Woody Wood Duck, Prince of the Pond at 59th Street in Central Park, is my favorite wild animal to watch. I try to see him as often as I can, and I make up stories about him. I stand on the shore and call out, "Woody! Woody! Woody!" in almost a song, and Woody will swim over to me, occasionally requesting peanuts and sunflower seeds.
I tell people that Woody thinks he is a mallard because he swims around with a mallard pair and chases male mallards away from the female. I tell them that the female likes Woody because he keeps her from getting attacked by mallards other than her mate. And when her mate copulates with her, Woody bites his tail feathers.
When young male mallards come to the Pond, Uncle Woody teaches them about peanuts and standing up against the mallards and behaving like a Woody Wood Duck rather than just a "normal" wood duck. I call these young male wood duck students "Junior" or "Not Woody." J3 (Junior, power of 3) is a young wood duck that Woody has trained recently.
Much as it is fun to make up stories about what Woody does and thinks, every now and then Woody behaves like a male duck. This happened on April 4, when Woody was seen force copulating with a female mallard, a sight that was a little disturbing to watch. I recorded the behavior, trying to refrain from judgment, and then tried to present it as a naturalist's observation.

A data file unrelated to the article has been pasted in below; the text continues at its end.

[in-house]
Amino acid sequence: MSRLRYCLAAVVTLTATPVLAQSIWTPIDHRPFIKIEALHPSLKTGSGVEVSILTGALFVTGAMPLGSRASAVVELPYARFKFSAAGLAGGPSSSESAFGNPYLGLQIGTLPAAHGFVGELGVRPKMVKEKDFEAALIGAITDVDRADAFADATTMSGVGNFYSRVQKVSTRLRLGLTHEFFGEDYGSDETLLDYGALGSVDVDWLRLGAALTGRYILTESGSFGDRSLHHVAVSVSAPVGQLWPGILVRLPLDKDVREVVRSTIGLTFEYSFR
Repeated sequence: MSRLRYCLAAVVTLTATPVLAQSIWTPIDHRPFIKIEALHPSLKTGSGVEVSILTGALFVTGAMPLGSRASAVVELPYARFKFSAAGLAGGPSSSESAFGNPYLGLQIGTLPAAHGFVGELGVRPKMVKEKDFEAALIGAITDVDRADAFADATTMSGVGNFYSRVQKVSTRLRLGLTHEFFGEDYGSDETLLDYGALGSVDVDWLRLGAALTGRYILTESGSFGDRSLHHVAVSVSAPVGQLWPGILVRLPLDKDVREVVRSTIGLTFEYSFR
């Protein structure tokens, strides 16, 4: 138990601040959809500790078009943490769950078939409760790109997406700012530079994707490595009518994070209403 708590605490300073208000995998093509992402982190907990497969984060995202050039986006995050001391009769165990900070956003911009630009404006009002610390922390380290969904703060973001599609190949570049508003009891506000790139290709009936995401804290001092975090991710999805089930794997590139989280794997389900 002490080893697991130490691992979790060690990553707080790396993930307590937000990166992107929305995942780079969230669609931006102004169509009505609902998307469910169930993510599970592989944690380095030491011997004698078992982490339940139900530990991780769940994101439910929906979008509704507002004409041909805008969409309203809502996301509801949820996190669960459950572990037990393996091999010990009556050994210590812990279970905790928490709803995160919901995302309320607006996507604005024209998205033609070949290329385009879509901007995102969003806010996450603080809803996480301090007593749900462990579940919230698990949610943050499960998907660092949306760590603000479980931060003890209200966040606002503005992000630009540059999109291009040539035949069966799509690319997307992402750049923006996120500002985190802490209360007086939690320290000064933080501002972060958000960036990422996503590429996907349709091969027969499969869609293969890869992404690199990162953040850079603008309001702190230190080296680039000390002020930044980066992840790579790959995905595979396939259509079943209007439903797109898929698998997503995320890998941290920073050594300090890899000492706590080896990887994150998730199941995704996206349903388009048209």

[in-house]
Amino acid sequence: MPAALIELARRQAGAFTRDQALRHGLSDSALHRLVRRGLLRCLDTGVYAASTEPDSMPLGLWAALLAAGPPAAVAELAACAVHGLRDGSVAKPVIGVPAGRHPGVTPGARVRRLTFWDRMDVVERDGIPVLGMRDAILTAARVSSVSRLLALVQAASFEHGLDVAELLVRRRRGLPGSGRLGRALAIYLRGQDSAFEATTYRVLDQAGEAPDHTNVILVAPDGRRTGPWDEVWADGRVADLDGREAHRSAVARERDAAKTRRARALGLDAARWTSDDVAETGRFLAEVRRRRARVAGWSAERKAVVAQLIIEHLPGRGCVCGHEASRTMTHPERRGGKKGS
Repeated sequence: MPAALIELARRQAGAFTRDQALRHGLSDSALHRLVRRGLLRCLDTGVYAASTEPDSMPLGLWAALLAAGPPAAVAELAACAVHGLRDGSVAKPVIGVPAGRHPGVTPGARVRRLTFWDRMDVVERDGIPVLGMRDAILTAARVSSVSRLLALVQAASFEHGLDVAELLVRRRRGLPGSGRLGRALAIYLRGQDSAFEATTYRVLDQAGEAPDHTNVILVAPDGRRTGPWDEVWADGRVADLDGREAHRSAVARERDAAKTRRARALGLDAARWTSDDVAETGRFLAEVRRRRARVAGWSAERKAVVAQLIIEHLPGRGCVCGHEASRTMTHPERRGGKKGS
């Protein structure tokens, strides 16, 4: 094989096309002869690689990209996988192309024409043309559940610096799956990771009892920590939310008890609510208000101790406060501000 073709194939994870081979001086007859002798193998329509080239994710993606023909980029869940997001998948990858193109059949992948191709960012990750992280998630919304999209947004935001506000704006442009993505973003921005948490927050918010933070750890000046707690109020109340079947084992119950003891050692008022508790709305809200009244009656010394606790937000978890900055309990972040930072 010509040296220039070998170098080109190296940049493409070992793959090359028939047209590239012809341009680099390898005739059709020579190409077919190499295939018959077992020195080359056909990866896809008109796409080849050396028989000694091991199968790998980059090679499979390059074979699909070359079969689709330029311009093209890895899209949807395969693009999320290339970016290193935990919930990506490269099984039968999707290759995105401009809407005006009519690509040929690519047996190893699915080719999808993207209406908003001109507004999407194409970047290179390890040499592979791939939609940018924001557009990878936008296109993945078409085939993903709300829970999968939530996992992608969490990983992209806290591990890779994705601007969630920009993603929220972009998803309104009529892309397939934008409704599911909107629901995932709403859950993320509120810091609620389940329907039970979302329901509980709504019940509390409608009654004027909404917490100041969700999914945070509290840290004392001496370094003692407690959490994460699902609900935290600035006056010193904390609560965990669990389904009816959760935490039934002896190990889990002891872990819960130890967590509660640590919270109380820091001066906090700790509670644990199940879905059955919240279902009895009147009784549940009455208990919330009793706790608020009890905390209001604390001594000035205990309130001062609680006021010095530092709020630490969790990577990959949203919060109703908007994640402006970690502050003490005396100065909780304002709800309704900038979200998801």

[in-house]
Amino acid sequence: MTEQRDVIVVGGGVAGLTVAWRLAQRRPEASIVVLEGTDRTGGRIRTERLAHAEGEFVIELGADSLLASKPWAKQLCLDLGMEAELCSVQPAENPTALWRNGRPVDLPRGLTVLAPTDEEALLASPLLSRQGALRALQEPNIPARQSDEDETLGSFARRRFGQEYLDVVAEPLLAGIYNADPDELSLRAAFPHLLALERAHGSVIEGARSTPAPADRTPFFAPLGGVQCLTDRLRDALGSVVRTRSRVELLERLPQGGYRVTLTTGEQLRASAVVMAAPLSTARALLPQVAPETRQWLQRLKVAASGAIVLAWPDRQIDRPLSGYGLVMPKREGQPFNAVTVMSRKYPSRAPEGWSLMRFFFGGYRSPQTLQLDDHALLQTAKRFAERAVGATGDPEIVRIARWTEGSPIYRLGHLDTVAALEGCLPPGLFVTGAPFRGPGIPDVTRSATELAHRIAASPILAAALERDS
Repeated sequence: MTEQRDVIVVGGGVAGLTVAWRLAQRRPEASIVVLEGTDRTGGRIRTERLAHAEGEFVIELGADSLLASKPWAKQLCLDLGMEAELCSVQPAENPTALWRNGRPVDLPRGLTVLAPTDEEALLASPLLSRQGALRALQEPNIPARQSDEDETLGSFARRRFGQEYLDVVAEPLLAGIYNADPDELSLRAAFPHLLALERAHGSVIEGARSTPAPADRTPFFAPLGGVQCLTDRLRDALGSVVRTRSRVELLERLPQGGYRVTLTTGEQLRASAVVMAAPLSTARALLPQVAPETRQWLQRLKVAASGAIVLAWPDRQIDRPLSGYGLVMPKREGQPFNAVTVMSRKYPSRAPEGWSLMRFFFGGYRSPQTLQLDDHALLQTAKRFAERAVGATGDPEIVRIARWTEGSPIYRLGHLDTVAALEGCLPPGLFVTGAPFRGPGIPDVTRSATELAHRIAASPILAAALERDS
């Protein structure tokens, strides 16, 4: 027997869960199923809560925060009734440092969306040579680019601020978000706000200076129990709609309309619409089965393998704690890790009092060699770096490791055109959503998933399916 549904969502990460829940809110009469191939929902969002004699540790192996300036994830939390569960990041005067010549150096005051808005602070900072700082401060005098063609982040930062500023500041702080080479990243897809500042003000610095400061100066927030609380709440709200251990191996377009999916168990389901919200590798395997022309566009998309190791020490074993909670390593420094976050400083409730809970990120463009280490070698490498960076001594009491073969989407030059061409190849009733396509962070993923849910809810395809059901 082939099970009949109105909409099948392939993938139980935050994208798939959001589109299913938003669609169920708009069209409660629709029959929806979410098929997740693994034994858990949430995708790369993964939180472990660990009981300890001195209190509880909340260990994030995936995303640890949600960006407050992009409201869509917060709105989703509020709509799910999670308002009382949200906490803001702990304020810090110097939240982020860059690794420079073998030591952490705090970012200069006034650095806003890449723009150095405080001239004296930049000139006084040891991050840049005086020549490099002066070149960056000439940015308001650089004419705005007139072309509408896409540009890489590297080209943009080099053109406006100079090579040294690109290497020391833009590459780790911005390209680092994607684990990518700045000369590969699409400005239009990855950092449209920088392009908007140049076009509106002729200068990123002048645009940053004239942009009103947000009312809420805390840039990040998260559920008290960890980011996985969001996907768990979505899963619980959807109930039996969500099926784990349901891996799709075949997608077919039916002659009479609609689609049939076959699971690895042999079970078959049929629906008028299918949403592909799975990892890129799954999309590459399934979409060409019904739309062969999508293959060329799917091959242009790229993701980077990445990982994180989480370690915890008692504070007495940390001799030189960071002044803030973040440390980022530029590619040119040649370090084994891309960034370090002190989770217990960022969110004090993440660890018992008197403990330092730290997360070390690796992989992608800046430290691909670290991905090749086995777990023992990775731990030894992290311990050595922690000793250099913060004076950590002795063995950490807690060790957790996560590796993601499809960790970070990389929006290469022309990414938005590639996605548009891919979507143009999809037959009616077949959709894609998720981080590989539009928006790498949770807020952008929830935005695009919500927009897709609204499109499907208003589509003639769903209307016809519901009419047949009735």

Watching male mallards gang attack a female mallard is disturbing, because it is brutal and primal. As I female, I found it evoked my fear of rape. This kind of behavior is common in the world of waterfowl, and has been labeled as "rape" by some naturalist sources. But that is anthropomorphizing behavior that apparently has evolved to continue the different duck species. Waterfowl, especially mallards and wood ducks, tend to hybridize more than any other bird species, although many of the hybrid offspring are infertile.
I have watched five mallards almost drown a female mallard. To watch a duck I thought I understood participate in this behavior reminded me that Woody is indeed a wild animal and will behave as wild animals do.
I decided to accept Woody for the wood duck that he is. I have continued to visit him at the Pond, although I couldn't find him last night when I looked. He has left the Pond in the past, only to return in June to molt. If he has gone, I wish him safe travels and hope that he returns soon.